In Mark’s account about the preparations for the Passover meal, there is a significant shift of language. The text begins by saying: “The first day of unleavened bread, when the Passover victim was sacrificed, the disciples of Jesus tell him, ‘Where do you want us to prepare the Passover meal?’ …” (Mk 14,12). However, when it is Jesus who gives the instructions to the owner of the house, he speaks of “dinner with my disciples”; the liturgical allusions disappear and there is no longer any word about unleavened bread, lamb, bitter herbs, biblical sentences or texts: only bread and wine, what are essential in a family meal.
He wants to have dinner with his own and for that they need to find a room in which there is space to be together: that is the only goal that remains and that Luke emphasizes even more strongly: “I have eagerly desired to eat this Passover with you” (Lk 22, 15). The “with you” is more intense than the commemoration of the past; the ritual gives way to the elementary gestures made between friends — sharing bread, drinking from the same cup, enjoying each other’s privacy, entering the ambit of confidences.
His relationship with them was long-standing: they had spent a lengthy time walking, resting and eating together, sharing joys and rejections, talking about the things of the Kingdom. He sought their company, except when he left alone to pray: within him there was a powerful attraction to solitude and at the same time a compelling need to rely on his own as friends and confidants.
At first they believed they deserved it: after all they had left everything to follow him and were proud of having taken that step; it seemed natural that the Master take sides for them, as when they were accused of taking heads of grain on a Saturday and he defended them (Mk 2.23 to 27); or when the troubled sea almost sank their boat and he ordered it to be quiet (Mk 4.35 to 41); or when they returned exhausted from going around the villages and he took them to a lonely place to rest (Mk 6.30 to 31).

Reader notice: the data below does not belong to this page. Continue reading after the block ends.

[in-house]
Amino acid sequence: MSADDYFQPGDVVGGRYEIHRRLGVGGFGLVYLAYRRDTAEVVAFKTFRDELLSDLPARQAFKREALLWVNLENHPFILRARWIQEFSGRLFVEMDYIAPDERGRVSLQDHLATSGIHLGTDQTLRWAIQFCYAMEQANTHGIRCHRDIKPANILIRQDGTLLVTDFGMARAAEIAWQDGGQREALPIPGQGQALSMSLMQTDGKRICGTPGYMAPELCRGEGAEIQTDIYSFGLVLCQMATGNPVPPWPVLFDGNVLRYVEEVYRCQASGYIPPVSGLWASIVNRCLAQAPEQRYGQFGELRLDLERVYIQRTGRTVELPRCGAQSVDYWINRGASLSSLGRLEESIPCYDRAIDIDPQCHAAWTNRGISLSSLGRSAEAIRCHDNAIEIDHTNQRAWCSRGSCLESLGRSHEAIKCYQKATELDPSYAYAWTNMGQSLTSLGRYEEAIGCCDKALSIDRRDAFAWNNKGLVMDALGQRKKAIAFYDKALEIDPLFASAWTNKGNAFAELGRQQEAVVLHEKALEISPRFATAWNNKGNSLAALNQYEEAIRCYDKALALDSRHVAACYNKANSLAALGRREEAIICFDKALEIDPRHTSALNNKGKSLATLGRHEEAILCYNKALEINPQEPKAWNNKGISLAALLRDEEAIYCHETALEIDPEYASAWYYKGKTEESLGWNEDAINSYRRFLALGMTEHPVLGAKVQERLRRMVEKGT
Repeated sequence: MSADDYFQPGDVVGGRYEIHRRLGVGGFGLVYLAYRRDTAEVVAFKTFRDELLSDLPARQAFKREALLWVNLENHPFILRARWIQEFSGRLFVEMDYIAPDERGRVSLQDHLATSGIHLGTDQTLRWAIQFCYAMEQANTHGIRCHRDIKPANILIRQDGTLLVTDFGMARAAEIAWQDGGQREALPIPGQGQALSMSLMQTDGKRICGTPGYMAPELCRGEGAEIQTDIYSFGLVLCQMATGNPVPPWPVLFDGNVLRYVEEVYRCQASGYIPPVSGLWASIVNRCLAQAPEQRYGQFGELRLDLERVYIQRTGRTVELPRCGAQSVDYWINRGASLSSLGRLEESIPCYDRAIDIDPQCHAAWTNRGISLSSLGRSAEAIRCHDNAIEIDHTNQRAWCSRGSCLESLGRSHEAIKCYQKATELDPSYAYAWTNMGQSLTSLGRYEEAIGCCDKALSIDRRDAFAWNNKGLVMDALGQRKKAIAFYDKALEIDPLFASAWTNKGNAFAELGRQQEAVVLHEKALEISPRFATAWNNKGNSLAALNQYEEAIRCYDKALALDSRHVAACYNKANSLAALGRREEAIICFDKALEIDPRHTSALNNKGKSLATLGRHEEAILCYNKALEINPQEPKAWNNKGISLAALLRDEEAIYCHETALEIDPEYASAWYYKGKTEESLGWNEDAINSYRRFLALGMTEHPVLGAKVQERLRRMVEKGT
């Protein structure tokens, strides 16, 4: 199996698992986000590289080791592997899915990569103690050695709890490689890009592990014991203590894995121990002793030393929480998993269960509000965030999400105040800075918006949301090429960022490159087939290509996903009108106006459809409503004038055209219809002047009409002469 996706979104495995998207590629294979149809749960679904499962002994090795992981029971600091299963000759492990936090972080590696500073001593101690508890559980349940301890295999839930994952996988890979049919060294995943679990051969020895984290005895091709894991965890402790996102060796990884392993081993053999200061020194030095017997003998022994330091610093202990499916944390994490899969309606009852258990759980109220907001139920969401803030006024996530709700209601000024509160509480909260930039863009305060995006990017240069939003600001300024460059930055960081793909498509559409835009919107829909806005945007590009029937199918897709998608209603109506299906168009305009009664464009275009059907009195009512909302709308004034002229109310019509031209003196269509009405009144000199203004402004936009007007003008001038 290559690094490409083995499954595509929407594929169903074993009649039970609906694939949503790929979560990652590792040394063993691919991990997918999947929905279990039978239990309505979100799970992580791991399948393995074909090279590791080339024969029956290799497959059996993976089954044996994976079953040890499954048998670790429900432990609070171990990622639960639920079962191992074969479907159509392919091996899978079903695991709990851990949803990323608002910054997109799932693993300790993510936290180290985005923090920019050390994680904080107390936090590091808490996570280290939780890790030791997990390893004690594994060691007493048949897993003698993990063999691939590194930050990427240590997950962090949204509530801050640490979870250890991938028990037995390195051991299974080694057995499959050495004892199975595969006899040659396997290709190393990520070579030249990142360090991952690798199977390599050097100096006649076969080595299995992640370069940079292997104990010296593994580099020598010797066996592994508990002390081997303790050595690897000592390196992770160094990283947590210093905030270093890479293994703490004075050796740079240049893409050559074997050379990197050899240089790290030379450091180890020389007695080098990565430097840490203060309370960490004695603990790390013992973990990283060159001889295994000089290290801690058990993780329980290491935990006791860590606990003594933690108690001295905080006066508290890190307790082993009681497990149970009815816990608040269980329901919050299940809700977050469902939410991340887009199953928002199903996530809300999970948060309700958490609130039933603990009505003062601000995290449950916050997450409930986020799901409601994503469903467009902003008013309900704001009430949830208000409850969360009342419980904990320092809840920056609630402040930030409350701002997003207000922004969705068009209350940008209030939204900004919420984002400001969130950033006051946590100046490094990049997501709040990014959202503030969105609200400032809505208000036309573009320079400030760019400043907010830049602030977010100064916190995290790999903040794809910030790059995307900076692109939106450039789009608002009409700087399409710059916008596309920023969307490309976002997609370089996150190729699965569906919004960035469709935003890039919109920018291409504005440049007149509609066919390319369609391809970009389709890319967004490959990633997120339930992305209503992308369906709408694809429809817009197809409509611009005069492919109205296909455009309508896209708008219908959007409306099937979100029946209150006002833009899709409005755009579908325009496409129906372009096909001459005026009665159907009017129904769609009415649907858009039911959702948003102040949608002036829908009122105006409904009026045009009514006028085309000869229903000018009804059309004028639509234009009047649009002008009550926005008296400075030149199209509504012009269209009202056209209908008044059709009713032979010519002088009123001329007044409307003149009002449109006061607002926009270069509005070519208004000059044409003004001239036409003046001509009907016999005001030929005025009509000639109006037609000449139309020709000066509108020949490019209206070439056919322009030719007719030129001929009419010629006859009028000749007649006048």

However, the things he said and the unusual behaviors he expected of them proved too much for their way of thinking and feeling, their desires, ambitions and discords, and a gap apparently unbridgeable was being created between them: at times he felt like a stranger to them, come from a distant country speaking in an incomprehensible language.
But although none of them was able to bridge that gap, Jesus always found a way to do it. The day when he admired the faith of those who let down the paralytic through the roof (Mk 2.5), deep down he was recognizing himself — he was also removing obstacles so as not to be separated from his own and nothing prevented him from continuing to rely on their presence and their company, as if he needed them like his very breath.
They behaved such as they were, busier with their petty squabbles of power than with listening to him, more interested in immediate concerns than in welcoming his words, slow of heart when it came to understanding them. But he had immunized himself against disappointment: he loved them as they were without being able to help it, he excused them, continuing to rely on them.
“All of you will have your faith shaken, for it is written: I will strike the shepherd and the sheep will be dispersed” (Mk 14,27), he said during dinner. He spoke neither of guilt, nor abandonment nor betrayal: they were fragile friends who were stumbling and one can not blame a disoriented flock when it is dispersed and lost. He knew they were going to abandon him soon and that if they had not been able to understand him when he spoke to them of suffering and death, neither would they be able to confront it by his side, but on his shoulders lay no burden of blame or recriminations. Free of any demand that they correspond to his love, he was sure that, in the same way that his abandonment to the Father would give him the strength to face his hour, this strange attachment he felt for his own would be stronger than his disappointment at their slowness.
And he would continue considering them friends, even when one of them came to the garden to give him a kiss.
By Dolores Aleixandre, published on Religión Digital